October 09, 2013 By: Rico Renzi Category: DISCUSS, Staff Picks

staff_picks heather_staff_picksHEATHER’S PICK :: COFFIN HILL #1: The weather’s getting cooler and a chill is setting in that will soon be welcoming Halloween and all manner of spirits into the season. ¬†Jump into the mood with a wonderfully creepy tale from Caitlin Kittredge and Inaki Miranda. ¬†Coffin Hill is the story of Eve and her transplanted from Salem family of witches. ¬†Eve has tried to escape her wicked past, but a workplace injury sends her back home. ¬†With dark magic and haunted woods, this new series from Vertigo is sure to be a scary good time.



February 20, 2013 By: Seth Peagler Category: DISCUSS, Interviews

If you’re familiar with the work of Matt Kindt, you know he’s one of the hardest working creators in comics. Over the past several years he’s received critical acclaim for his graphic novels Super Spy, 3 Story: The Secret History of the Giant Man, Revolver, and Pistolwhip.¬† More recently, you’ve probably seen his work on Frankenstein: Agent of S.H.A.D.E. and in Mind Mgmt, the monthly¬†Dark Horse¬†title he writes, illustrates and designs.¬† Kindt’s previous graphic novels suggest he possesses one of the more original voices in comics.¬† Now¬†with¬†Mind Mgmt, not only do you have further support for his originality, but you’re getting monthly examples of it.¬† For a deeper look at Mind Mgmt, check out my review of issues 1-5 HERE.¬† In the meantime, enjoy the interview.

Seth Peagler (SP): Mind Mgmt is your first big monthly book, but it’s also one where you’re writing, illustrating and directing the design of every aspect of it. What were some things that contributed to your decision to tackle something of this scale at this point in your career?

Matt Kindt (MK): Well, to be honest, I feel like graphic novels were getting too easy from a creative stand point. I was getting a little bored. And I was tired of disappearing for a year to finish a book and then launching a book and disappearing again. Now I get to launch a new issue every month and get a little more interaction with readers. I honestly don’t know if I’ll ever go back to a GN format. I’m having way too much fun doing a monthly series. (more…)



November 05, 2012 By: Andy Mansell Category: DISCUSS, Staff Picks

The Sandman by Neil Gaiman is one of the most influential series in the history of comics. In my opinion, its most important influence is the way it has been produced and distributed. Sandman was one of the first (if not the first) on-going comic series to be collected and published in trade paperback form while the series was still running. Today, that is the publishing norm and I believe we have the quality (and quantity) of Sandman to thank for it. It remains in print to this very day. In fact, there are two Sandman related titles in this week’s New Releases. The one I recommend is:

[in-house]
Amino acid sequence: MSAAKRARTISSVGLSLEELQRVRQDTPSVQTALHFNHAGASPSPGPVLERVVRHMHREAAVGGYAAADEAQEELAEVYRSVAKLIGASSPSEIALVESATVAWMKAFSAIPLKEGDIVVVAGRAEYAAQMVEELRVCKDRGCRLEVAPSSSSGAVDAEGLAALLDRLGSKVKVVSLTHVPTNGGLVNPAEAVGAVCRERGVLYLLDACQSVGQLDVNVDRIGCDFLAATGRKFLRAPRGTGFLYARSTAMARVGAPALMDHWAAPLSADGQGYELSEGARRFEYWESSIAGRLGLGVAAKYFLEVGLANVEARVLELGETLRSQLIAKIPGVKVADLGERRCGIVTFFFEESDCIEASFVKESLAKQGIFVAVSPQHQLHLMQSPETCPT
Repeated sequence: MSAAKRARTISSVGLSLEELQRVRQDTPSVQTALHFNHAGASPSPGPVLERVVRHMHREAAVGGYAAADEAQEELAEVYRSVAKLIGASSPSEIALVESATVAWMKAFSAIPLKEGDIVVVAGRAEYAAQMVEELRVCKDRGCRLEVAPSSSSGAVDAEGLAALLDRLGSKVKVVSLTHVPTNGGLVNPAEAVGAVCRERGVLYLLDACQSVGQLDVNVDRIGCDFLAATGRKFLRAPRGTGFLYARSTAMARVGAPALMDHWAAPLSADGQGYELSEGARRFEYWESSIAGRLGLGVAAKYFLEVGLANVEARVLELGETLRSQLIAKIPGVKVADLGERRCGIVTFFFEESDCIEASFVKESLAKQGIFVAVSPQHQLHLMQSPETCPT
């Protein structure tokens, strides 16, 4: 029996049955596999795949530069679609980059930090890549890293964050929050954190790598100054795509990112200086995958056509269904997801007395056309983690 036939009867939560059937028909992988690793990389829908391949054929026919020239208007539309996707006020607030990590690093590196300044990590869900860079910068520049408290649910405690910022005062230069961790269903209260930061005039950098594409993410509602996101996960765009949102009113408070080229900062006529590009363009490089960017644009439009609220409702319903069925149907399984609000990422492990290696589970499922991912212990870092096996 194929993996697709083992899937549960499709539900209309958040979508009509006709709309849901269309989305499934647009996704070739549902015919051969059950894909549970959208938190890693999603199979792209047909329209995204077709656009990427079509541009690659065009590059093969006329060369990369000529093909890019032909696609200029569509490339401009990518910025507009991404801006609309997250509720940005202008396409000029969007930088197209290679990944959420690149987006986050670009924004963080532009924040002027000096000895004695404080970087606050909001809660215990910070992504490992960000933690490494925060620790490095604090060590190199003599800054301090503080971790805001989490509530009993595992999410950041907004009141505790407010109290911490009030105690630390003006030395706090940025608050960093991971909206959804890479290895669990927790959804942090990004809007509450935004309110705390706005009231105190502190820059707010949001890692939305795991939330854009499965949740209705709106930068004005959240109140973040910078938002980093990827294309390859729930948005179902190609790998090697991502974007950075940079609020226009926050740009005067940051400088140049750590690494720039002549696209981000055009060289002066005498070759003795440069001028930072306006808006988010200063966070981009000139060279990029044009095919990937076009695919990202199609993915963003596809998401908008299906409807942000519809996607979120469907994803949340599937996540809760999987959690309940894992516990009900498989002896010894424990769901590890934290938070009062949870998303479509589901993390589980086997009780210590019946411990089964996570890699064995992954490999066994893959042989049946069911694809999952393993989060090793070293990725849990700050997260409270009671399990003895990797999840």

Sandman Volume 10–The Wake– the final volume of the regular series. It collects Sandman issues 70-75 and it is my absolute favorite story arc concerning Lord Morpheus, the Master of Dreams and his family–the Endless. The jaw-dropping art is by Michael Zulli, John Jay Muth and Charles Vess–sort of a Consequential Art Murderer’s Row. Yes, The Wake is an certainly an ending; but it is also a beginning and then ol’ Will Shakespeare guest stars in one of the most unique and satisfying codas in comic history. So until Wesley Dodds stops eating Pork & Beans and is able to ditch the WWI Mask, Make Mine Morpheus




October 01, 2012 By: Rico Renzi Category: DISCUSS, Staff Picks

HEATHER’S PICK :: FAIREST #8: Rapunzel takes the lead in this female driven Fables spin-off and brings along lots of baggage as she travels from New York to Tokyo in an attempt to put a mystery from her less than pristine past to rest.  With another gorgeous cover from Adam Hughes, this latest arc is an excellent point to start this series if you have not been reading from the start with the Tokyo storyline promising ghosts, talking cats, and scorned lovers!